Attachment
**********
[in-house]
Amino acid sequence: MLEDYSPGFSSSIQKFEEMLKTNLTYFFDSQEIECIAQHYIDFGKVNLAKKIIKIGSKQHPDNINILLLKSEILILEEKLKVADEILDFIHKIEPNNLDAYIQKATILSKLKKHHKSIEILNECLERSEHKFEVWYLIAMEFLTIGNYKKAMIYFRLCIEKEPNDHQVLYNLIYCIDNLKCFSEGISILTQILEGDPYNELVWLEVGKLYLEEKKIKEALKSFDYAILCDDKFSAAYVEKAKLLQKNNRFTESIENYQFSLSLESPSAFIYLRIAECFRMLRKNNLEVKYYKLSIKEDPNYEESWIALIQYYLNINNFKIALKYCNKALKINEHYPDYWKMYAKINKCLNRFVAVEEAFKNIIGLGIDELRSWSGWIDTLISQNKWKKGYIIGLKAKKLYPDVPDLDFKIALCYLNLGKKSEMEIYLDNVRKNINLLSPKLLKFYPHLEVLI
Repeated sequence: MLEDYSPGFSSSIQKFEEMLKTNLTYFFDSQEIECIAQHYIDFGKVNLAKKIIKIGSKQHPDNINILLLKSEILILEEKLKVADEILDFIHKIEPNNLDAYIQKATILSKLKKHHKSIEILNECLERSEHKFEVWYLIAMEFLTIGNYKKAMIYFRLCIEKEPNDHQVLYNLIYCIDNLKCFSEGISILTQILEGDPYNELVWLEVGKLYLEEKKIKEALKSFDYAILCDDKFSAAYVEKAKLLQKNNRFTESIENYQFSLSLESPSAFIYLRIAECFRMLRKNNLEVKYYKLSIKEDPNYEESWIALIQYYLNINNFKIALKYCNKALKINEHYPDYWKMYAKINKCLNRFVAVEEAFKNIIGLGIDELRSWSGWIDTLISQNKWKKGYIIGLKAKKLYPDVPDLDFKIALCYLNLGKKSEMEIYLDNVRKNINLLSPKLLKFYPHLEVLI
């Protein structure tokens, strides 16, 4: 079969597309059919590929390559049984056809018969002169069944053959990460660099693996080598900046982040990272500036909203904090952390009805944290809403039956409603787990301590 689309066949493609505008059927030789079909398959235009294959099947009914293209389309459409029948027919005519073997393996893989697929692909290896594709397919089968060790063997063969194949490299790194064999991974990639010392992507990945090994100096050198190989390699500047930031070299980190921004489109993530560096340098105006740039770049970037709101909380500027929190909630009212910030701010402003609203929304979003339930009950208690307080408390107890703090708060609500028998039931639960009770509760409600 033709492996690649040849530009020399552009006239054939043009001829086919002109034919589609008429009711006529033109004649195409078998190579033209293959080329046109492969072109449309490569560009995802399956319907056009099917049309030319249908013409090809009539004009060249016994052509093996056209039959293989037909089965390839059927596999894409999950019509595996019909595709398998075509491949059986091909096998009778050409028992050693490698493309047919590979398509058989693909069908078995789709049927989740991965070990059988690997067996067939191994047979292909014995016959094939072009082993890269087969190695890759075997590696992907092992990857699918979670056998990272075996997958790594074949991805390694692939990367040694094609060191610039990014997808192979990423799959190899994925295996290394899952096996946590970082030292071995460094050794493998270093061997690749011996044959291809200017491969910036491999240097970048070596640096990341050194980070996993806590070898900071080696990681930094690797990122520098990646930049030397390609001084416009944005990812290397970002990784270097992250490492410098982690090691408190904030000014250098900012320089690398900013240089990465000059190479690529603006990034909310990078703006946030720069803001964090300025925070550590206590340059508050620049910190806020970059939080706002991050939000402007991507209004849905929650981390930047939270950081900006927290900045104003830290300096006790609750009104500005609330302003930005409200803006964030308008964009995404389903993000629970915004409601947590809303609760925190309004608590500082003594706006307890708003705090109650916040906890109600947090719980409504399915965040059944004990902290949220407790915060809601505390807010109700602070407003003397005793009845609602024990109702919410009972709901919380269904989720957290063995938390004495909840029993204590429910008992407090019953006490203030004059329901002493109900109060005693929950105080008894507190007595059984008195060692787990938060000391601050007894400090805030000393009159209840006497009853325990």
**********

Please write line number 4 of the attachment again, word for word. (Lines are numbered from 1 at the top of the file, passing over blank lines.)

């Protein structure tokens, strides 16, 4: 079969597309059919590929390559049984056809018969002169069944053959990460660099693996080598900046982040990272500036909203904090952390009805944290809403039956409603787990301590 689309066949493609505008059927030789079909398959235009294959099947009914293209389309459409029948027919005519073997393996893989697929692909290896594709397919089968060790063997063969194949490299790194064999991974990639010392992507990945090994100096050198190989390699500047930031070299980190921004489109993530560096340098105006740039770049970037709101909380500027929190909630009212910030701010402003609203929304979003339930009950208690307080408390107890703090708060609500028998039931639960009770509760409600 033709492996690649040849530009020399552009006239054939043009001829086919002109034919589609008429009711006529033109004649195409078998190579033209293959080329046109492969072109449309490569560009995802399956319907056009099917049309030319249908013409090809009539004009060249016994052509093996056209039959293989037909089965390839059927596999894409999950019509595996019909595709398998075509491949059986091909096998009778050409028992050693490698493309047919590979398509058989693909069908078995789709049927989740991965070990059988690997067996067939191994047979292909014995016959094939072009082993890269087969190695890759075997590696992907092992990857699918979670056998990272075996997958790594074949991805390694692939990367040694094609060191610039990014997808192979990423799959190899994925295996290394899952096996946590970082030292071995460094050794493998270093061997690749011996044959291809200017491969910036491999240097970048070596640096990341050194980070996993806590070898900071080696990681930094690797990122520098990646930049030397390609001084416009944005990812290397970002990784270097992250490492410098982690090691408190904030000014250098900012320089690398900013240089990465000059190479690529603006990034909310990078703006946030720069803001964090300025925070550590206590340059508050620049910190806020970059939080706002991050939000402007991507209004849905929650981390930047939270950081900006927290900045104003830290300096006790609750009104500005609330302003930005409200803006964030308008964009995404389903993000629970915004409601947590809303609760925190309004608590500082003594706006307890708003705090109650916040906890109600947090719980409504399915965040059944004990902290949220407790915060809601505390807010109700602070407003003397005793009845609602024990109702919410009972709901919380269904989720957290063995938390004495909840029993204590429910008992407090019953006490203030004059329901002493109900109060005693929950105080008894507190007595059984008195060692787990938060000391601050007894400090805030000393009159209840006497009853325990």